14541 Players currently online!
Man vs. Machine - good luck!
Turn-based games at any time!
Vote for the best move to win!
Do you have what it takes?
Backgammon, Yatzy, and more!
Sharpen your tactical vision!
Get advice and game insights!
Learn from top players & pros!
View millions of master games!
Your virtual chess coach!
Perfect your opening moves!
Test your skills vs. computer!
Find the right private coach!
Can you solve it each day?
Bring it all together!
Beginners, start here!
Make friends & play team games!
News from the world of chess!
Search all Chess.com members!
Find local clubs & events!
Who's the best of your friends?
Read what members are saying!
Did they find the Higgs-Boson or not ???
I want to know now - this uncertainty makes me crazy !
No more song and dance - give me facts !
A particle has been discovered with only a 0.0001% chance that it is a statistical error. However it is not necessarily the higgs. There is a chance that it could be an unknown particle that hasn't been predicted by the standard model, which would make things very interesting as the standard model is currently our best way of describing matter in terms of particles. It is most likely the higgs but it will take a few years to confirm that for certain.
Particle physics should definitely be featured more in chess books. So far, I've only found a reference to mesons:
Hmm - 0,0001% chance of error means that we are 99,9999% sure.
Sounds good - I propose to round up to 100% and to say it is the Higgs - safes a lot of work
Wow -great !
That means the CP-invariance is equal to the advantage white has with the first move and can be calculated by using an chess engine.
Something about 0,13 - but what is the unit ?
Nobel prize today to Englert and Higgs.
To me they should have awarded also Tom Kibble. But I don't decide, there are 6 people involved in co-authoring the "Englert-Brout-Higgs-Guralnik-Hagen-Kibble" mechanism of symmetry breaking or "Higgs" for short and there can be at most three recipients.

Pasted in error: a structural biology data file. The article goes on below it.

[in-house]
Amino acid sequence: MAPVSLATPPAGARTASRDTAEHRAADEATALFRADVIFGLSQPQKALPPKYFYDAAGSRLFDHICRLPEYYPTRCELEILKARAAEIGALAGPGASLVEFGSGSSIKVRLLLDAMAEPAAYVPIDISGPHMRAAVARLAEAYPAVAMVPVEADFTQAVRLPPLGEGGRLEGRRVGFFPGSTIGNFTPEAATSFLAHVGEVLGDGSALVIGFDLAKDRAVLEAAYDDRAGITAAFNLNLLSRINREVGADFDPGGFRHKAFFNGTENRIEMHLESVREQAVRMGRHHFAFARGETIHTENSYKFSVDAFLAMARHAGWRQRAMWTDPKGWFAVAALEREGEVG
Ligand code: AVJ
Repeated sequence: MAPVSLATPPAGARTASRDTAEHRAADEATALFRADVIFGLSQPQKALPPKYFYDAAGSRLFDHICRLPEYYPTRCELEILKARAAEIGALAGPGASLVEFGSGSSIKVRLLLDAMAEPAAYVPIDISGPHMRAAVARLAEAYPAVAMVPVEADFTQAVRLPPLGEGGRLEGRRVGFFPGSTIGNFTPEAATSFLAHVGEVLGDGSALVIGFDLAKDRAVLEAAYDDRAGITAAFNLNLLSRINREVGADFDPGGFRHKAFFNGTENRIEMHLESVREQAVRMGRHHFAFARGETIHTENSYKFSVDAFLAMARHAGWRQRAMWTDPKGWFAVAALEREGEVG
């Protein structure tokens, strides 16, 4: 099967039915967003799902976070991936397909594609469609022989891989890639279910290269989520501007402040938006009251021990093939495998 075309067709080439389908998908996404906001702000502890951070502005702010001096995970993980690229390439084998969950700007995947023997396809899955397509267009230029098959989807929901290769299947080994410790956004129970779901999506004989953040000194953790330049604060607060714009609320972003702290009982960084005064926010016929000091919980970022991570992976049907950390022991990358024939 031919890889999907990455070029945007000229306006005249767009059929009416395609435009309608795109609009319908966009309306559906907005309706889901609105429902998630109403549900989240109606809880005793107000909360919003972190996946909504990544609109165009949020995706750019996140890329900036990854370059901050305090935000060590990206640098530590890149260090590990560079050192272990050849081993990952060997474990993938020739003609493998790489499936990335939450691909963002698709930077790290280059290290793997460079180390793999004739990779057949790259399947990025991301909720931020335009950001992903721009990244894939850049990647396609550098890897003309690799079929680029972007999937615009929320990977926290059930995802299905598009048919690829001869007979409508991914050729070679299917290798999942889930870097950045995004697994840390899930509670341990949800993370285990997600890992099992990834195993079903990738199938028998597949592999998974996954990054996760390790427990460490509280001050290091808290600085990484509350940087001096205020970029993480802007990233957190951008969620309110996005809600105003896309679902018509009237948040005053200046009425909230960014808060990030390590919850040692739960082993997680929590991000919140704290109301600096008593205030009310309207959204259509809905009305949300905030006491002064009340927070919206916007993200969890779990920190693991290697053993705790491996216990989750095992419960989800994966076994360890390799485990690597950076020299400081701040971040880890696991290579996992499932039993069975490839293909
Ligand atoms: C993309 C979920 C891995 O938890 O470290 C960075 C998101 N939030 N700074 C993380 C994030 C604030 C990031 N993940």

CP violation was shown in 1964 and awarded with Nobel in 1980, that book must be quite old crazychessplaya
It even appears in the dictionary
Short for charge parity invariance. A form of invariance in which reversing the sign of all charges and all spatial dimensions in the description of the physical system results in an indistinguishable physical system. CP invariance does not appear to hold in nature, as evidenced by the decay of kaons.
Particle physics should definitely be featured more in chess books - Now, we know why it isn't
Edit- Ok, I read it again (and better) it says that K- and B- mesons decay go against CP invariance in the universe. But in the universe of chess pieces with charge identified by color CP invariance holds. Bit intricated, but statement holds. MY FAULT
10/27/2016 - Four Way Street
by vasu1956 7 minutes ago
Scandinavian Defense 2.e5
by James_Drummond 9 minutes ago
Bobby Fischer Teaches Chess....a review
by marcusrg 15 minutes ago
Any good books/instruction on the French Exchange?
by leklerk1 16 minutes ago
how long to gm from beginner
by gromius 32 minutes ago
What is the proper training to become a grandmaster?
by kindaspongey 40 minutes ago
white to play and win
by n9531l 47 minutes ago
The notion that <1000 is awful?
by madhacker 62 minutes ago
Chess Clock History
by ljubisajovanovski 89 minutes ago
Chess.com on 3200 x 1800 ultrabooks ?
by Martin_McBlunder 94 minutes ago
Why Join | Chess Topics |
Help & Support |
© 2016 Chess.com
• Chess - English
Try the new Chess.com!
We are working hard to make Chess.com available in over 70 languages. Check back over the year as we develop the technology to add more, and we will try our best to notify you when your language is ready for translating!